There’s an overwhelming amount of apps out there (approximately 1.3 million for Android users and 1.2 million in Apple’s app store with around 75 billion downloads and 300 million views a week). But how do you know which ones to download? Which ones are worth paying for? How to differentiate between Google and Apple maps? Airbnb or Hotel Tonight? Tinder or Bumble? We’re in search of answering these questions and each week we’ll be bringing you our weekly app pick.
Miles Marziani and Tammy Meyers, the entrepreneurs and B.C. natives behind QuestUpon, have created a mobile platform to gamify the real world. The duo comes from a long background in the local tech industry: Meyers worked at a cable and tourism company in a series of roles from marketing and communications to finance; Marziani was behind the inventing and programming for some of the largest mobile manufacturers in North America.
The concept behind QuestUpon has been years in the making for Marziani and Meyers – to put it in perspective; this goes back to when flip phones were the hottest new piece of tech when it came to mobile devices. In 2011, the pair launched Legend Tracker. Legend Tracker brought local legends to life such as Sasquatch and the Ogopogo. Users (or explorers) were able to track, discover and see legends appear right before their eyes. However, “Legend Tracker was too much on the niche side,” said Marziani. “So, we thought how do we expand?” And that’s how QuestUpon was born.
QuestUpon combines geocaching and 3D augmented reality to inspire an active lifestyle. “There’s a lot of disconnect between kids and families nowadays. Kids aren’t getting outside anymore and this has created a large health issue surrounding childhood obesity,” said Meyers. “And let’s face it, kids aren’t going to stop playing video games. So, it was a question of how do we take video games outside.”
So, how does the app work? Users can select a quest and take on different missions in their area that mixes a range of features like trivia, urban races, passport adventures, guided tours, games, and more. QuestUpon uses geocaching with social and interactive features and is among the first to successfully introduce 3D augmented reality to social messaging. The app allows users to create, send and receive missions to friends. “The messaging keeps people engaged. It’s a fun and unique way to send messages,” said Marziani.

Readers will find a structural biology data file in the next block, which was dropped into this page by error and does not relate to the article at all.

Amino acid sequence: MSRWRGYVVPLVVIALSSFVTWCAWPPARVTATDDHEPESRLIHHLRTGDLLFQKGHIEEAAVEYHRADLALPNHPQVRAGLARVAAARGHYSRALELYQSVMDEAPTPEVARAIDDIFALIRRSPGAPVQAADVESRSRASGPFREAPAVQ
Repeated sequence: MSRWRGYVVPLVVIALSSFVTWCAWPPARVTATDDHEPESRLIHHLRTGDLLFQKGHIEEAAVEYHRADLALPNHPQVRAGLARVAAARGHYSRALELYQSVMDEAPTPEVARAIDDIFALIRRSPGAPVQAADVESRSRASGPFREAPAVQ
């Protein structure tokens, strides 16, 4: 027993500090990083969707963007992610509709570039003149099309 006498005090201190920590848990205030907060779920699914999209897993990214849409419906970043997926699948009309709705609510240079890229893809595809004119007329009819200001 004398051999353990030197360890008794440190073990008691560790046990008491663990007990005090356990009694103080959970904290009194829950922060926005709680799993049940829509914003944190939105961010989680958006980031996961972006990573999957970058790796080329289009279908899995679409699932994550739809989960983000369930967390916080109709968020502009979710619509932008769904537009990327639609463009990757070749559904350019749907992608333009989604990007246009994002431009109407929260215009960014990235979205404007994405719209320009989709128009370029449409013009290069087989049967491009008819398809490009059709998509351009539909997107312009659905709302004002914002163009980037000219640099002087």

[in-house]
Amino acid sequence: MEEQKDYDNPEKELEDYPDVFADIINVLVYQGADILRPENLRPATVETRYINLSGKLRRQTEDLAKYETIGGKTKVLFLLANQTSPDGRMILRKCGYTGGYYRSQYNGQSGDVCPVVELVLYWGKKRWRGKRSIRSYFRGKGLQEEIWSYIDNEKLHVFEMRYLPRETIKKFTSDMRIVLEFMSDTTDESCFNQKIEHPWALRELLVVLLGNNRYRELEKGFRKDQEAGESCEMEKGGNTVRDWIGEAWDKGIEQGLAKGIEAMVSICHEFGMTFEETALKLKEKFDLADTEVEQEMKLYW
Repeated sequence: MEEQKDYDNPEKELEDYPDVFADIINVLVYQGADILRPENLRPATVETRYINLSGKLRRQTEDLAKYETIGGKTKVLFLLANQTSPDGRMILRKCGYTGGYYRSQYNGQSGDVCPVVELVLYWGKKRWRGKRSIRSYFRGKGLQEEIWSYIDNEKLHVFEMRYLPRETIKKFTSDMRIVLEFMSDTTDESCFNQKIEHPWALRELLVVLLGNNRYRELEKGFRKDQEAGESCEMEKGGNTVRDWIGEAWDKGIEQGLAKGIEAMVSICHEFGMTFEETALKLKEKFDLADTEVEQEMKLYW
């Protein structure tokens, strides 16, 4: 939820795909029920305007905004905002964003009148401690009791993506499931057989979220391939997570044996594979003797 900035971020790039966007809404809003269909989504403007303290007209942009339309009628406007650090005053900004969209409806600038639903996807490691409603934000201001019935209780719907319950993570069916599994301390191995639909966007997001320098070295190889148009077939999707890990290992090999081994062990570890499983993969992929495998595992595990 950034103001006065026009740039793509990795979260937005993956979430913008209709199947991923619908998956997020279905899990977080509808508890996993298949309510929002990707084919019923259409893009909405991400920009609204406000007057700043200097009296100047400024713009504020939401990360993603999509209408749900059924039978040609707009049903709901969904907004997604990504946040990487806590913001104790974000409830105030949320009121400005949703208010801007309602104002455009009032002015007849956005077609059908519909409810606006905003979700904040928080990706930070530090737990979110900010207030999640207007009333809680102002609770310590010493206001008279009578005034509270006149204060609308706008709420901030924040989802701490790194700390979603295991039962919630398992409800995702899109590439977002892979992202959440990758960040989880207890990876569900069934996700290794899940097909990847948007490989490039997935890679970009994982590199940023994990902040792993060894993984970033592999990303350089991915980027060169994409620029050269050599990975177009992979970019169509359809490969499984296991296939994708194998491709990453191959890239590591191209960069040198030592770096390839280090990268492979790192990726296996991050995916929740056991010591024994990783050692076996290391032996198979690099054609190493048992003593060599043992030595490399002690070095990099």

The duo has positioned themselves for great opportunities with brand and partnership deals from city tourism to local First Nations bands. And this is where the company will be able to capitalize. “The idea is to expand into every city in the world,” said Marziani. A city has to do all this marketing for a single tourism app. And that’s where QuestUpon comes in. We’ve built a platform for brands and cities to build their own quest that utilizes GPS. So, rather than having a tourism company or brand trying to get coverage for market space, they can do this all on QuestUpon.”
So far, the couple has bootstrapped the company. However, with the recent launch and plans for expansion into different markets, collecting monies from clients is seeing the company going into funding rounds.“There’s been an overwhelming need and that’s why we’ve had to pick up funding,” said Marziani. “We wanted to make sure this would work for various industries that were different. From tourism to heritage and First Nations bands, we’ve seen validation that QuestUpon works across multiple industries.”
QuestUpon makes history fun. The app is a great way to explore a city’s history wherever you may be. Marziani and Meyers cite that the user age range varies from kids all the way to seniors. “Different things appeal to different people,” says Meyers. “We’re embedded in our heritage and QuestUpon is providing a window into different spaces. With the time travel feature, we’re allowing our users to take a walk through history.” So get up off those couches kiddies, it’s time to explore with QuestUpon.